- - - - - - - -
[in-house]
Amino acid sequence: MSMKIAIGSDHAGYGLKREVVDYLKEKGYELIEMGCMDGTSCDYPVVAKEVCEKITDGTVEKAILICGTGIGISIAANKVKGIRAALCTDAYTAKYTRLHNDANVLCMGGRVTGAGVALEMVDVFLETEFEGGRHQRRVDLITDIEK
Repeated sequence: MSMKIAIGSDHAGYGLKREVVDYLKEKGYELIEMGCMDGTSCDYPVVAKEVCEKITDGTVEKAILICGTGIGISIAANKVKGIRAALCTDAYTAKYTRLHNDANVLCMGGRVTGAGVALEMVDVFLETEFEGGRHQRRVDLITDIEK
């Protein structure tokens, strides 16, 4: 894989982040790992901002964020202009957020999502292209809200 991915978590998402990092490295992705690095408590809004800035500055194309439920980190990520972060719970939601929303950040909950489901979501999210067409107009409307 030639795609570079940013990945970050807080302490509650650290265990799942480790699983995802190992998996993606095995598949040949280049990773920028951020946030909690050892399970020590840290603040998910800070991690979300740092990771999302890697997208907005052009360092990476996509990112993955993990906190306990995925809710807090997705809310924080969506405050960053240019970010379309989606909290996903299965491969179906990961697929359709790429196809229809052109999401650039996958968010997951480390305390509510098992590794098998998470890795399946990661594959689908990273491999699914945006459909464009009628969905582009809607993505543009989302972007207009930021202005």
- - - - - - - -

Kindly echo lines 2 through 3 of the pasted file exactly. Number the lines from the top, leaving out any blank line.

Amino acid sequence: MSMKIAIGSDHAGYGLKREVVDYLKEKGYELIEMGCMDGTSCDYPVVAKEVCEKITDGTVEKAILICGTGIGISIAANKVKGIRAALCTDAYTAKYTRLHNDANVLCMGGRVTGAGVALEMVDVFLETEFEGGRHQRRVDLITDIEK
Repeated sequence: MSMKIAIGSDHAGYGLKREVVDYLKEKGYELIEMGCMDGTSCDYPVVAKEVCEKITDGTVEKAILICGTGIGISIAANKVKGIRAALCTDAYTAKYTRLHNDANVLCMGGRVTGAGVALEMVDVFLETEFEGGRHQRRVDLITDIEK